Marian Hossa is the best free agent signing in Chicago sports history, and it’s not close

How was this even a discussion?

There’s been a lot of talk coming out of the news that Marian Hossa will sit out the 2017-18 NHL season, from appreciation of his career to questions about how it’ll impact the Blackhawks’ salary cap. There’s also been a discussion going around social media: Is he the greatest free agent signing, from any sport, in the Chicago’s history?

It’s a very fun debate. It’s also a hilariously unnecessary one because the answer is yes. CLEARLY yes. C’mon people. Let us not disrespect the Demi-God.

It’s time to go to bat for Hossa, just like I’ll do when it’s time for him to get into the Hockey Hall of Fame.

Marian Hossa’s incredible NHL career deserves a better ending than this

So you know how free agents tend to be pretty disastrous decisions for teams? The best players almost never hit the open market, and anytime they do, they’re able to command such high prices that the deals almost never work out in the long haul. If you’re signing a free agent to an eight-year deal, you’re basically hoping the first four years are great, the next two years are okay, and the last two years you’re just hanging on for dear life.

That’s just the reality in most sports, where guys don’t hit free agency until well into their careers. You don’t get the big free agent signing from ages 20-27. You’re getting ages 28-35, and you know damn well things change in those years, whether you’re talking hockey or drinking without a hangover.

The Blackhawks got Hossa from ages 31-38, pending his potential retirement. They didn’t get his best years. From 2003-09, he averaged 39 goals and 82 points per season. That he didn’t get significant Selke votes until later in his career is a travesty for someone who was long an impact player defensively as a winger.

And yet, Hossa delivered on every level for the Blackhawks. They needed an elite two-way winger to partner with Jonathan Toews on a line that could anchor their team. They needed a veteran thirsty for a Stanley Cup who could push a young team to its potential. They needed someone whose ego wouldn’t get in the way of the franchise’s real cornerstones.

Hossa did it all. He was the defensive beast the Blackhawks needed. In the regular season, he averaged 29 goals and 64 points per 82 games over his eight years. In four separate postseasons, he had at least 14 points. His first year there, he did this:

Many years later, he’d score his 500th career goal with the team:

The Blackhawks, straight up, do not win three Stanley Cups without Hossa. The price at which they signed him made him an incredible bargain (more on that soon), and allowed them to play a relentless two-way, possession-driving style that countless teams now try to replicate.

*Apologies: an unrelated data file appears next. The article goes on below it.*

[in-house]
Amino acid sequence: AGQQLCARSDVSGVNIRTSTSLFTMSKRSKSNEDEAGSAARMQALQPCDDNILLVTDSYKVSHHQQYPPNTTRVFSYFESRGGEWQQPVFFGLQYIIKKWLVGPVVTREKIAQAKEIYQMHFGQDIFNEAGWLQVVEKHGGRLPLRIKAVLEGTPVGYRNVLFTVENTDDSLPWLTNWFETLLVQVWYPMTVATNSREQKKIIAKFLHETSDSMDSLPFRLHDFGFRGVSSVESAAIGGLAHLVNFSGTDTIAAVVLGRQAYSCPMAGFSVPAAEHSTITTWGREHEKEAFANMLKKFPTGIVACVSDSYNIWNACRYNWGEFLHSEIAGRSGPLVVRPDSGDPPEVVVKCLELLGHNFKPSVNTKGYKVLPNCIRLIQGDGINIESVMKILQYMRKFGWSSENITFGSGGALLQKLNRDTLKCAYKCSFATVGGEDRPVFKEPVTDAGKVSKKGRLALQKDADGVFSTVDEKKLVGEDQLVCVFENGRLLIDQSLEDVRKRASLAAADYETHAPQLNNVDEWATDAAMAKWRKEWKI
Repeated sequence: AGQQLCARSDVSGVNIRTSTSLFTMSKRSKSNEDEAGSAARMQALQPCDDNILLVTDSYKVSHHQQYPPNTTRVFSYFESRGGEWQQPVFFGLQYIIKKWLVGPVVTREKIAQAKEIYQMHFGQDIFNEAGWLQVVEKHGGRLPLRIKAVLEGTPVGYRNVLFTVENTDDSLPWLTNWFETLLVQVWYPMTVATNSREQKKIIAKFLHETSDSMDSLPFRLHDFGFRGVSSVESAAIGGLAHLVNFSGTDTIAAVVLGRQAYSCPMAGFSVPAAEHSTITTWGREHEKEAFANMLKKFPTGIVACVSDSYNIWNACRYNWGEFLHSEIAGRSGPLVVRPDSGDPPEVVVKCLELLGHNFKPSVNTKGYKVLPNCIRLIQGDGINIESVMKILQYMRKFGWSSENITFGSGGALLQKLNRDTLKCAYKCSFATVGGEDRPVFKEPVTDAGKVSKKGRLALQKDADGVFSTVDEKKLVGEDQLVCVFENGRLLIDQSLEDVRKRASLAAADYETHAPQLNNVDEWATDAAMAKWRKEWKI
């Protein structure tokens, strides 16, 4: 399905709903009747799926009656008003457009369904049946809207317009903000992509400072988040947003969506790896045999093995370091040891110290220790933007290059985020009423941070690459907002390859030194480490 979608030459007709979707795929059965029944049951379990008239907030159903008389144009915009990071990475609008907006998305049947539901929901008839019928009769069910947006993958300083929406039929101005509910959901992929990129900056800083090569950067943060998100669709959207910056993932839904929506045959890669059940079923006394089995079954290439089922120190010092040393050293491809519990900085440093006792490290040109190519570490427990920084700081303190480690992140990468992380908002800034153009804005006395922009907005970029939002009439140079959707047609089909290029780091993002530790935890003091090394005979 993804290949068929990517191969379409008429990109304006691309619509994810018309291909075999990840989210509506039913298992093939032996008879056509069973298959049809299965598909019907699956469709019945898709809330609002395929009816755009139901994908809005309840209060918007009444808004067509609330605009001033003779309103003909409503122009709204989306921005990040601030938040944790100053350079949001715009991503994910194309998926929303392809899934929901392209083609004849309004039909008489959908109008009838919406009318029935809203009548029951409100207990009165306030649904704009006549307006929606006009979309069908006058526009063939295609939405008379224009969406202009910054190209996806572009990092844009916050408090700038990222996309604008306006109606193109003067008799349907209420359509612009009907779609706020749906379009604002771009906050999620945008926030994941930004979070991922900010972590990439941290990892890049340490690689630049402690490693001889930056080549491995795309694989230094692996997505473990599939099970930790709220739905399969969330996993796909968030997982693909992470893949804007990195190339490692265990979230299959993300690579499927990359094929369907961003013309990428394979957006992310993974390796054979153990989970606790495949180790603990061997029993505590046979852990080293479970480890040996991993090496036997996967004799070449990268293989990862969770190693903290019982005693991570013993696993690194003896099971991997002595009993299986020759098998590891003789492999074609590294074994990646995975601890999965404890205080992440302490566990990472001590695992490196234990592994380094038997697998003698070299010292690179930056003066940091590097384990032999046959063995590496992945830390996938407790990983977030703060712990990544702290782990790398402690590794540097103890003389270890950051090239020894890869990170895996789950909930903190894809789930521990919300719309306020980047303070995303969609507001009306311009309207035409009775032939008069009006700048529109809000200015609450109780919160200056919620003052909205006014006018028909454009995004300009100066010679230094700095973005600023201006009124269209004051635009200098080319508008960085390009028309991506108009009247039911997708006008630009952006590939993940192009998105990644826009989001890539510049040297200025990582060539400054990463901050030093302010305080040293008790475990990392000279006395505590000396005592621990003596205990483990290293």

And to top it all off, his contract is a hilarious circumvention of the NHL’s silly contract rules, which use average annual value to calculate yearly cap hits instead of annual base salaries. The Blackhawks used that to their advantage to get Hossa at an incredible $5.275 million cap hit, and while the NHL eventually came after them with salary cap recapture rules, they’re gonna try to get out of those, too, by placing him on LTIR.

So not only is Hossa an amazing signing in terms of his performance, but the contract itself is something else, too.

Who compares to that in Chicago history? Seriously, who? Let’s run through the prime candidates.

Julius Peppers

We’re going to compare four seasons of a star who won zero championships to eight seasons of a star who won three? Peppers was great, no doubt, but Hossa beats him on longevity AND title impact. Don’t bring me some talk about Pro Bowls when Hossa pretty much always played at an All-Star level, even if he wasn’t honored that way all the time. One playoff appearance in four years? C’mon.

(Also he signed with the Packers, which, nah.)

Carlton Fisk

Fisk has got the longevity, but zero championships and a bunch of pretty bad years in there. Like, seriously, what happened to this dude in 1986? The year before, he hit 37 home runs and finished 13th in AL MVP voting. In 1986, he had 14 homers and a .261 on-base percentage. Baseball-Reference puts the performance at -1.7 WAR, which is really, really bad. Fisk? More like whisk that suggestion away from me because Hossa wins.

Andre Dawson

Winning an NL MVP award in 1987 was amazing, but his play did little to change the Cubs’ fortunes. Also, it’s probably worth pointing out that Tony Gwynn or Eric Davis, not Dawson, should have won the MVP. Dawson had a .328 on-base percentage. Gwynn had a .447 OBP, 13 triples, and 56 stolen bases. RBIs are a helluva drug.

Moises Alou

Moises Alou was awesome in Chicago. He’s also primarily remembered for getting mad in the direction of Steve Bartman that one time, leading to Bartman having to basically unroot his entire life because sports fans can be jerks. Still, 39 homers and a .361 on-base percentage in 2004, pretty good.

Ron Harper

Harper went from being a high-scoring shooting with bad teams to a low-scoring point guard with the Bulls in order to win titles next to Michael Jordan, and he ended up getting three, which matches Hossa. But he wasn’t remotely as important to those teams as Hossa was to the Blackhawks, and he went chasing rings again with the Lakers a year after MJ left.

Alfonso Soriano

This is what I mean with the whole “signing a guy from ages 31-38 can be a bad idea” thing.